Pakistan : Inching Towards Complete Army Domination

by Syed Ata Hasnain - Apr 16, 2016 01:29 PM +05:30 IST
Pakistan : Inching Towards Complete Army DominationPak Army Gen

Raheel Sharif 2.0 gets his way as Sartaj Aziz is expected to make way in the appointment of NSA to Lt Gen Nasir Khan Janjua.

Pakistan, located as it is at the crossroads of sub regions and sandwiched between high mountains in the north and a huge ocean in the south, considers military security as the most significant element and subset of national security. Perceived threats from the west and the east, along with raging internal security issues which are almost completely handled by the Army, the idea of security has an overriding color of the military. The last bastion of security, the appointment of the National Security Adviser (NSA) which Prime Minister Nawaz Sharif had reserved as a purely civilian responsibility, was expected to fall soon and it is happening even before that.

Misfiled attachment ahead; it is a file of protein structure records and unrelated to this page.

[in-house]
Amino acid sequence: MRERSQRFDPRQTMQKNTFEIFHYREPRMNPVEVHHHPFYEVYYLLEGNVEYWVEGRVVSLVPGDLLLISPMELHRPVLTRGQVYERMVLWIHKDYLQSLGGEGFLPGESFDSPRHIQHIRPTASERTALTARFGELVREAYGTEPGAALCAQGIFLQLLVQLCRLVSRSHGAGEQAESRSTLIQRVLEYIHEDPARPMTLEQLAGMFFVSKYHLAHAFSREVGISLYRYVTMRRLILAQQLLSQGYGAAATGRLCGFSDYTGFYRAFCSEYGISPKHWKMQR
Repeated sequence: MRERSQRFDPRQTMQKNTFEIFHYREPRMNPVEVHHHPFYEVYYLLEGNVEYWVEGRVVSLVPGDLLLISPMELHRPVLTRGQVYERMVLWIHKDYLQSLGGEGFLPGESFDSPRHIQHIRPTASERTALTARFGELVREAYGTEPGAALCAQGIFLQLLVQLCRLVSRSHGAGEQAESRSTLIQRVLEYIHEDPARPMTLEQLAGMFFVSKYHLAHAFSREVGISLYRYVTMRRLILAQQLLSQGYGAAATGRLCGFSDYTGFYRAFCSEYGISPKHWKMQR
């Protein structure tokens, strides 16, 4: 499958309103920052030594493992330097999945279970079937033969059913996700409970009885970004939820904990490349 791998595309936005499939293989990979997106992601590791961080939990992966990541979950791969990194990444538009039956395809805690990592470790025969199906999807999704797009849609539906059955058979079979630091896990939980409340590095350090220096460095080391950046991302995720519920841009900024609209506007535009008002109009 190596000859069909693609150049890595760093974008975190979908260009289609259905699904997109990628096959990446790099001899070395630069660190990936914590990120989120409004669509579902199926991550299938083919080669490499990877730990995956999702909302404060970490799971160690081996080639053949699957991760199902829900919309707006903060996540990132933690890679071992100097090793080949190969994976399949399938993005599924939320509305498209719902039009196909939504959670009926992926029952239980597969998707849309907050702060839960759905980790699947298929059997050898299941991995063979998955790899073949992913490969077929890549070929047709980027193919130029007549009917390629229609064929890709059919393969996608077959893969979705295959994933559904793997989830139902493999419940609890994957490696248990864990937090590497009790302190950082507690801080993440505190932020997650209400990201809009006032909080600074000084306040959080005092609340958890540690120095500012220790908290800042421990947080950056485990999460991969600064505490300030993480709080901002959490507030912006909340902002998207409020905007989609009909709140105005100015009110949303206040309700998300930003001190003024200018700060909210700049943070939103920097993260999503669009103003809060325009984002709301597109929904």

Sartaj Aziz, the suave and experienced diplomat who is Pakistan’s Foreign Minister and NSA, all rolled in one, is expected to make way in the appointment of NSA to Lt Gen Nasir Khan Janjua who has just superannuated after the command of 12 Corps, Quetta. He also wore the second hat of the Commander of Pakistan’s Southern Command, the most awkward of command and control arrangements which characterize Pakistan’s faction and ego ridden Army.

Janjua, immediately revives memories of Late General Asif Nawaz Janjua, the Army Chief who died in harness in the early Nineties; he was the elder brother of Shuja Nawaz Janjua who was associated with the Atlantic Council till recently. However, Gen Nasir Khan does not appear to have any links there. His more important link seems to be the full confidence of Gen Raheel Sharif who appears hurtling towards his 2.0 incarnation as he approaches the third year of his tenure. More on that later in this essay. The pressing issue is why a change of responsibility for national security now; and why Lt Gen Nasir Khan. The answer isn’t difficult to seek.